Saving Superstars: 10 Tips for Saving a Buck
Nicole Elovitz calls herself “the greatest saver that she knows.”
She and her husband, Mitch, have already saved thousands of dollars for their daughter’s college education, and Maude is only 11 years old.
The Elovitz’s (pictured above: Nicole, Mitch and Maude) save about 35 percent of their paychecks each month. The money goes to a separate savings account. And the family keeps close tabs on what they call their “buckets” – long term financial goals like the college education fund, a vacation account, and money for entertainment.
On this weekend’s Marketplace Money show, Nicole joins us to talk about what it takes to become a savings superstar.
For example, she sticks closely to a budget and she and her husband talk about money – a lot: how they spend it, how they save it, and what to invest in. In fact, Nicole and Mitch say they always check with each other before making any purchases over $30.
10 Tips for Saving a Buck
Are you a savings superstar? Help us build a list of money-saving tips. We asked some Marketplace staffers to help seed the list, and you can add yours by posting a comment or becoming our Fan on Facebook.
Avoid high-fee ATMS. Go out of your way to get money from your own bank to avoid the double-charge.
Go to the high-end designer clothing store. Find something you like. Take a picture of it. And then go to a less-expensive clothing retailer (H&M, Gap, etc.) You’ll find something similar at a much lower price.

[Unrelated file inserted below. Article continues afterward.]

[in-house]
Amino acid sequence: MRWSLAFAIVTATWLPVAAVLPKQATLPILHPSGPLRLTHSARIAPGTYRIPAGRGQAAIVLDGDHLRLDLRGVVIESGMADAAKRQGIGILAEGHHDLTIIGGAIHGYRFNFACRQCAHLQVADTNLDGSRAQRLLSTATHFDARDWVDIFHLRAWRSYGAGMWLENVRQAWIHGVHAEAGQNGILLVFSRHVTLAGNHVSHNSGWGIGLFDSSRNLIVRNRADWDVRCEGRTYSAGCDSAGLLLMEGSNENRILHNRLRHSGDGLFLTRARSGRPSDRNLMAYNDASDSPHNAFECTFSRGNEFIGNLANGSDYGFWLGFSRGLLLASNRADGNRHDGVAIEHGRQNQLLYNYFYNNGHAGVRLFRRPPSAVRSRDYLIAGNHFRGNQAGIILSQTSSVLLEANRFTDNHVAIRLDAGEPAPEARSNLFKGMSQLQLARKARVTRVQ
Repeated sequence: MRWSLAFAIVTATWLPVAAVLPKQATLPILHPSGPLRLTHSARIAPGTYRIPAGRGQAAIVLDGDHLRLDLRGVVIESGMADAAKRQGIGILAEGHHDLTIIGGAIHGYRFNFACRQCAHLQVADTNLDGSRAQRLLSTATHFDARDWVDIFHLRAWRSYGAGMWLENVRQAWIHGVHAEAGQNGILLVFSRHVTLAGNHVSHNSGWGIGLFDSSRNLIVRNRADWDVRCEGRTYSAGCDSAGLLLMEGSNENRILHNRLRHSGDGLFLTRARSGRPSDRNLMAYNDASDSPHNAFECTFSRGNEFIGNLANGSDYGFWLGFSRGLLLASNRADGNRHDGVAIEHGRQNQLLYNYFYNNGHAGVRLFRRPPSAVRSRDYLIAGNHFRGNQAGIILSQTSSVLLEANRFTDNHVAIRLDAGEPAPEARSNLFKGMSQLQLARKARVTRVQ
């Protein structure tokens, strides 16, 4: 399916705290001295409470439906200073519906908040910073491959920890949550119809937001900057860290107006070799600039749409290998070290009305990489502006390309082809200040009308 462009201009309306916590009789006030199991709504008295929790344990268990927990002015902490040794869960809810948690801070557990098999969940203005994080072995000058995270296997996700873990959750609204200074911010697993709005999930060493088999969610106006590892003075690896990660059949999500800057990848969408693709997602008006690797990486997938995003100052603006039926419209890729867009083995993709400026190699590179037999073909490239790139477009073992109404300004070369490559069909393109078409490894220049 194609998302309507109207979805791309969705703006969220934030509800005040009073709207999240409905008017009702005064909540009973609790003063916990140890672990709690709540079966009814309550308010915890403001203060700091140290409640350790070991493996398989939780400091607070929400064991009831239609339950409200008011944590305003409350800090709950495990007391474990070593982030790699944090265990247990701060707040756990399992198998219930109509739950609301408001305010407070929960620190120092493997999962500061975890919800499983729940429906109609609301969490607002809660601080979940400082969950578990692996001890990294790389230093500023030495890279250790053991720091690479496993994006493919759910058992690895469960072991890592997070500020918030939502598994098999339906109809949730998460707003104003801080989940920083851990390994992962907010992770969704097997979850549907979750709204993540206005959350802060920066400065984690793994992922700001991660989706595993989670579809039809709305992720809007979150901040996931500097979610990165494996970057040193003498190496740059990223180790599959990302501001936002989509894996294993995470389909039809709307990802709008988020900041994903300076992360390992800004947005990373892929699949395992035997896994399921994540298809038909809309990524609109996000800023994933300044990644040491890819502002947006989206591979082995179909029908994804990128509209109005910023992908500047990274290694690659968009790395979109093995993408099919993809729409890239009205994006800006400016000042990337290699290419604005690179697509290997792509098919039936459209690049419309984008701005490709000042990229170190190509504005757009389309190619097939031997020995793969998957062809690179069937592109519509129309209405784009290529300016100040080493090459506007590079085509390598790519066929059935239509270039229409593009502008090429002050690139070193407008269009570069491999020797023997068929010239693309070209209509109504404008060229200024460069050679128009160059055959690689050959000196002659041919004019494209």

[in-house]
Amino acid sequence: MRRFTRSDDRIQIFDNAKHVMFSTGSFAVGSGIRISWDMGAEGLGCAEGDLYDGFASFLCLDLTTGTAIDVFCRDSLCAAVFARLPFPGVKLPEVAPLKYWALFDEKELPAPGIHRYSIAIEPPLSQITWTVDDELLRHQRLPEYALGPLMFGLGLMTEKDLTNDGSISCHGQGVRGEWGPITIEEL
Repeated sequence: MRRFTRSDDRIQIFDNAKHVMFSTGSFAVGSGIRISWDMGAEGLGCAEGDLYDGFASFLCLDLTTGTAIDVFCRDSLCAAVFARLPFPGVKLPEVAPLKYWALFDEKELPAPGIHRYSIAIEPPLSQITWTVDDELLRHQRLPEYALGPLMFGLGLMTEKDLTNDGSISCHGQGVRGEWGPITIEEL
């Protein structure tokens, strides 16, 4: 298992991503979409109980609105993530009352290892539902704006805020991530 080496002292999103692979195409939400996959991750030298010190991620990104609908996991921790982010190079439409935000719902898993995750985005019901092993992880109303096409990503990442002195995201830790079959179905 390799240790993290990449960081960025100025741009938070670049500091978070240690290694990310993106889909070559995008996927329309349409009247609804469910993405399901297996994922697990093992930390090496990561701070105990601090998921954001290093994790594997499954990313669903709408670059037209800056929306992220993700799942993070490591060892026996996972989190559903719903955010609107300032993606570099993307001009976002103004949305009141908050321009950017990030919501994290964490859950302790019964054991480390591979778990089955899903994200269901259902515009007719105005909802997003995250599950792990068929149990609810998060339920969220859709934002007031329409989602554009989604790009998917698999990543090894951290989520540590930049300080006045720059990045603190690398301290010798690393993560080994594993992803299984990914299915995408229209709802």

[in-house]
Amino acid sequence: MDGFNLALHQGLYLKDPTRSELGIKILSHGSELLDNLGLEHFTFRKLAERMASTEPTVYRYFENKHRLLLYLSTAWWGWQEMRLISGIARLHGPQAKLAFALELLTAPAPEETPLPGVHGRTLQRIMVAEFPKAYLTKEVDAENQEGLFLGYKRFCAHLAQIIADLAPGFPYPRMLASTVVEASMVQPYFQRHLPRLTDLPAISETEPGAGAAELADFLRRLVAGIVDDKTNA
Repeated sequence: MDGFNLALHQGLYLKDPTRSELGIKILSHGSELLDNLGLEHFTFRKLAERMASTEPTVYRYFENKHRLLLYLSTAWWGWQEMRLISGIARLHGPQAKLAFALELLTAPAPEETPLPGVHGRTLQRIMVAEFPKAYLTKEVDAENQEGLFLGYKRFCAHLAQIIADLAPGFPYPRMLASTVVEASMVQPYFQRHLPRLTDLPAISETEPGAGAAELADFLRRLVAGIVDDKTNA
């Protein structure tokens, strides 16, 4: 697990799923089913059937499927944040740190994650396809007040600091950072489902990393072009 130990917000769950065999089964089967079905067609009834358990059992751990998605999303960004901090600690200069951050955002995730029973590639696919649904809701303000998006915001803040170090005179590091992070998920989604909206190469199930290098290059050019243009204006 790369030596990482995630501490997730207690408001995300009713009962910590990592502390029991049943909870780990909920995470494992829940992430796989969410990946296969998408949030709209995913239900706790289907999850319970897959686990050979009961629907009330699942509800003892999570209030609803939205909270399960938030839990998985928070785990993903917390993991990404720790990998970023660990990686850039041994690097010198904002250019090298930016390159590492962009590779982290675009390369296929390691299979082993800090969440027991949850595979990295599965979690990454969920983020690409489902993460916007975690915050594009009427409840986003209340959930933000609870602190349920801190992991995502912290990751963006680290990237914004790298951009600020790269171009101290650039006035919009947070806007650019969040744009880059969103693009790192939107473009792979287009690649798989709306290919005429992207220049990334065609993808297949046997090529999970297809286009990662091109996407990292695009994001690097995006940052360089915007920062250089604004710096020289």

Stop paying for premium cable TV. You can get free, digital broadcast TV with a cable box for a fraction of the price. Sorry, no Dexter, but you can watch a lot of shows online for free.
If you have a limited number of cell phone minutes, here’s how to conserve them: Use your cell phone to page people, but tell them not to pick up. The ringing indicates you have arrived, you’re ready to pick them up, or that you should call a work number.
Bring your lunch to work and never take any cash with you. If you do go out to eat, skip the expensive beverage.
Patch and repair your shoes and clothes instead of buying new replacements.
Hand-wash instead of dry clean.
For those of you with kids (or a sweet tooth), make your own popsicles and other treats. You most likely have all the ingredients in your house already.
Have a drink before you go out to a bar.
And forget expensive gourmet coffee shops; brew your own coffee at home or drink what’s at the office.
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